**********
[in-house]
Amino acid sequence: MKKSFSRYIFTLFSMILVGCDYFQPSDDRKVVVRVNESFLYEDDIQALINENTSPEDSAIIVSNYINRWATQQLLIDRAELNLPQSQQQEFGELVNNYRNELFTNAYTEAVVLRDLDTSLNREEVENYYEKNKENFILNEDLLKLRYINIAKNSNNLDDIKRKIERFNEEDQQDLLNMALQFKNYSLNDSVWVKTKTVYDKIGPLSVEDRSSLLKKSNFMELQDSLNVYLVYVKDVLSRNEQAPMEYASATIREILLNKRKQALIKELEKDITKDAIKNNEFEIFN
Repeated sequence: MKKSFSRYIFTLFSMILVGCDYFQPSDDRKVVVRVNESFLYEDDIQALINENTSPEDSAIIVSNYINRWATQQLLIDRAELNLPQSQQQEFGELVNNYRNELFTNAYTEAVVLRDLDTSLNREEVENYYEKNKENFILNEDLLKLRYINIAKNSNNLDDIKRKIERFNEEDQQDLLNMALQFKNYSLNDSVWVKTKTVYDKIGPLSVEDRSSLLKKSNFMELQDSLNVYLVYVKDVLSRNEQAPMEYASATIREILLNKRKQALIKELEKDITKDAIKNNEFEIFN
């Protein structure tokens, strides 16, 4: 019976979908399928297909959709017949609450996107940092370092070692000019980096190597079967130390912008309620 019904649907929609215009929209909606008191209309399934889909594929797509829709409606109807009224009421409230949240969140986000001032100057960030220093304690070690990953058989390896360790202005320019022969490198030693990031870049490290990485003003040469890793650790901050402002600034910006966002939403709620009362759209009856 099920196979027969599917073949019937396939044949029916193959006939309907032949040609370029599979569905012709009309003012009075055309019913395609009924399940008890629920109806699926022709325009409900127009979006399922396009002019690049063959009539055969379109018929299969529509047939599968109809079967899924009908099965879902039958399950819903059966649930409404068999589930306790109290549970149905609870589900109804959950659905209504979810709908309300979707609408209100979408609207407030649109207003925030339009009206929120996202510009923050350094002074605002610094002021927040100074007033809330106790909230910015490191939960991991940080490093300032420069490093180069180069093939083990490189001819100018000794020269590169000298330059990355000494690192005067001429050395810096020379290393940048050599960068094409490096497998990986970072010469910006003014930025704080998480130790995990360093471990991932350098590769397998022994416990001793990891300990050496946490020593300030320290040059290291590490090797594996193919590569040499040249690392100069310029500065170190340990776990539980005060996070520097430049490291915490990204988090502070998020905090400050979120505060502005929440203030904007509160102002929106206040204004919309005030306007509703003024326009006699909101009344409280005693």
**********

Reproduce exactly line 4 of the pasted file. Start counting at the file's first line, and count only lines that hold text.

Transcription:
């Protein structure tokens, strides 16, 4: 019976979908399928297909959709017949609450996107940092370092070692000019980096190597079967130390912008309620 019904649907929609215009929209909606008191209309399934889909594929797509829709409606109807009224009421409230949240969140986000001032100057960030220093304690070690990953058989390896360790202005320019022969490198030693990031870049490290990485003003040469890793650790901050402002600034910006966002939403709620009362759209009856 099920196979027969599917073949019937396939044949029916193959006939309907032949040609370029599979569905012709009309003012009075055309019913395609009924399940008890629920109806699926022709325009409900127009979006399922396009002019690049063959009539055969379109018929299969529509047939599968109809079967899924009908099965879902039958399950819903059966649930409404068999589930306790109290549970149905609870589900109804959950659905209504979810709908309300979707609408209100979408609207407030649109207003925030339009009206929120996202510009923050350094002074605002610094002021927040100074007033809330106790909230910015490191939960991991940080490093300032420069490093180069180069093939083990490189001819100018000794020269590169000298330059990355000494690192005067001429050395810096020379290393940048050599960068094409490096497998990986970072010469910006003014930025704080998480130790995990360093471990991932350098590769397998022994416990001793990891300990050496946490020593300030320290040059290291590490090797594996193919590569040499040249690392100069310029500065170190340990776990539980005060996070520097430049490291915490990204988090502070998020905090400050979120505060502005929440203030904007509160102002929106206040204004919309005030306007509703003024326009006699909101009344409280005693």